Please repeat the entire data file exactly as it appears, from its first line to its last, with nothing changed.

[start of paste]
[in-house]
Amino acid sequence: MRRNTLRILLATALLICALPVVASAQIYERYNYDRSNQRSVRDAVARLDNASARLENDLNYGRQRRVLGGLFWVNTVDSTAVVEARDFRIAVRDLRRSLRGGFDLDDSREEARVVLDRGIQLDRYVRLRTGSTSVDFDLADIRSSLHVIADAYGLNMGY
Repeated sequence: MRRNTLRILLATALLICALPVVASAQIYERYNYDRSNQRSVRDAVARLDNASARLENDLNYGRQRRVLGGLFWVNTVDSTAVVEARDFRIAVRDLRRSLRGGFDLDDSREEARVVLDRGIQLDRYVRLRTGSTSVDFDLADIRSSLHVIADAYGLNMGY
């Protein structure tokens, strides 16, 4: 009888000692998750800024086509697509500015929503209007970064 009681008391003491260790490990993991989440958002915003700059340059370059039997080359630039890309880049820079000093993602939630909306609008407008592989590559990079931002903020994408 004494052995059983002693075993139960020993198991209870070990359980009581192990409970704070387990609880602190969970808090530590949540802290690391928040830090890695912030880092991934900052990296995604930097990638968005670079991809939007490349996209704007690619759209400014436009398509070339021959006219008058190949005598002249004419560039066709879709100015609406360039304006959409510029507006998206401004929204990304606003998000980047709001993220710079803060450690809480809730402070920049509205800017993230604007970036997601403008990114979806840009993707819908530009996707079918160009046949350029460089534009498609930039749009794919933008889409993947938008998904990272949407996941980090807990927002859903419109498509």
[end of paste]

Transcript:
[in-house]
Amino acid sequence: MRRNTLRILLATALLICALPVVASAQIYERYNYDRSNQRSVRDAVARLDNASARLENDLNYGRQRRVLGGLFWVNTVDSTAVVEARDFRIAVRDLRRSLRGGFDLDDSREEARVVLDRGIQLDRYVRLRTGSTSVDFDLADIRSSLHVIADAYGLNMGY
Repeated sequence: MRRNTLRILLATALLICALPVVASAQIYERYNYDRSNQRSVRDAVARLDNASARLENDLNYGRQRRVLGGLFWVNTVDSTAVVEARDFRIAVRDLRRSLRGGFDLDDSREEARVVLDRGIQLDRYVRLRTGSTSVDFDLADIRSSLHVIADAYGLNMGY
């Protein structure tokens, strides 16, 4: 009888000692998750800024086509697509500015929503209007970064 009681008391003491260790490990993991989440958002915003700059340059370059039997080359630039890309880049820079000093993602939630909306609008407008592989590559990079931002903020994408 004494052995059983002693075993139960020993198991209870070990359980009581192990409970704070387990609880602190969970808090530590949540802290690391928040830090890695912030880092991934900052990296995604930097990638968005670079991809939007490349996209704007690619759209400014436009398509070339021959006219008058190949005598002249004419560039066709879709100015609406360039304006959409510029507006998206401004929204990304606003998000980047709001993220710079803060450690809480809730402070920049509205800017993230604007970036997601403008990114979806840009993707819908530009996707079918160009046949350029460089534009498609930039749009794919933008889409993947938008998904990272949407996941980090807990927002859903419109498509």